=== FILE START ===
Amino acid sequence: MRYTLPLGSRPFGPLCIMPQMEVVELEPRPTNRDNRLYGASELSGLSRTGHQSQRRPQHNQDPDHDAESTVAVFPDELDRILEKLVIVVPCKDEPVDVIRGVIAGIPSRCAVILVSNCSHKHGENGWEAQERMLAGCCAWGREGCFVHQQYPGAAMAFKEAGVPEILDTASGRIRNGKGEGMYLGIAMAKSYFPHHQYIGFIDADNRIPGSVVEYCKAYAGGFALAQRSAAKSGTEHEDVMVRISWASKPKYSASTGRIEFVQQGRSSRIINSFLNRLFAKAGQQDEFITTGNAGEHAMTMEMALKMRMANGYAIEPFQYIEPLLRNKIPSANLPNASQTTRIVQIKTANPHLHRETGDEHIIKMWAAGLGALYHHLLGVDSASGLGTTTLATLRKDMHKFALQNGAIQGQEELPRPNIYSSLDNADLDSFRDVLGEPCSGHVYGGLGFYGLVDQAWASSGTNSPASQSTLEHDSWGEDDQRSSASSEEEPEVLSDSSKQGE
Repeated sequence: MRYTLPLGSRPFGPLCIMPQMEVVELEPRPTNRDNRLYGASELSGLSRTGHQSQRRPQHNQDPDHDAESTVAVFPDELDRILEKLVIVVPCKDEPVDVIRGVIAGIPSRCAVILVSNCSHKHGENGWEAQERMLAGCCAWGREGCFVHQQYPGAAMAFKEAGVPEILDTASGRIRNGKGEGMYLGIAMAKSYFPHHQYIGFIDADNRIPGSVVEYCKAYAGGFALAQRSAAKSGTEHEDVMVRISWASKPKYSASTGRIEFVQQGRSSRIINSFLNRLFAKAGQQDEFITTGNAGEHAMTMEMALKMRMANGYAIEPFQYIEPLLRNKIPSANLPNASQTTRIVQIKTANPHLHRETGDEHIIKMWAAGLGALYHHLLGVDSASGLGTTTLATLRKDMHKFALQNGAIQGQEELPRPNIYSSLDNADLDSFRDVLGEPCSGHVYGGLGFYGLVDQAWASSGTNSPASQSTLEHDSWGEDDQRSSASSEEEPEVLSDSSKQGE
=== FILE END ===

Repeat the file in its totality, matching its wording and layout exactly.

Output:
Amino acid sequence: MRYTLPLGSRPFGPLCIMPQMEVVELEPRPTNRDNRLYGASELSGLSRTGHQSQRRPQHNQDPDHDAESTVAVFPDELDRILEKLVIVVPCKDEPVDVIRGVIAGIPSRCAVILVSNCSHKHGENGWEAQERMLAGCCAWGREGCFVHQQYPGAAMAFKEAGVPEILDTASGRIRNGKGEGMYLGIAMAKSYFPHHQYIGFIDADNRIPGSVVEYCKAYAGGFALAQRSAAKSGTEHEDVMVRISWASKPKYSASTGRIEFVQQGRSSRIINSFLNRLFAKAGQQDEFITTGNAGEHAMTMEMALKMRMANGYAIEPFQYIEPLLRNKIPSANLPNASQTTRIVQIKTANPHLHRETGDEHIIKMWAAGLGALYHHLLGVDSASGLGTTTLATLRKDMHKFALQNGAIQGQEELPRPNIYSSLDNADLDSFRDVLGEPCSGHVYGGLGFYGLVDQAWASSGTNSPASQSTLEHDSWGEDDQRSSASSEEEPEVLSDSSKQGE
Repeated sequence: MRYTLPLGSRPFGPLCIMPQMEVVELEPRPTNRDNRLYGASELSGLSRTGHQSQRRPQHNQDPDHDAESTVAVFPDELDRILEKLVIVVPCKDEPVDVIRGVIAGIPSRCAVILVSNCSHKHGENGWEAQERMLAGCCAWGREGCFVHQQYPGAAMAFKEAGVPEILDTASGRIRNGKGEGMYLGIAMAKSYFPHHQYIGFIDADNRIPGSVVEYCKAYAGGFALAQRSAAKSGTEHEDVMVRISWASKPKYSASTGRIEFVQQGRSSRIINSFLNRLFAKAGQQDEFITTGNAGEHAMTMEMALKMRMANGYAIEPFQYIEPLLRNKIPSANLPNASQTTRIVQIKTANPHLHRETGDEHIIKMWAAGLGALYHHLLGVDSASGLGTTTLATLRKDMHKFALQNGAIQGQEELPRPNIYSSLDNADLDSFRDVLGEPCSGHVYGGLGFYGLVDQAWASSGTNSPASQSTLEHDSWGEDDQRSSASSEEEPEVLSDSSKQGE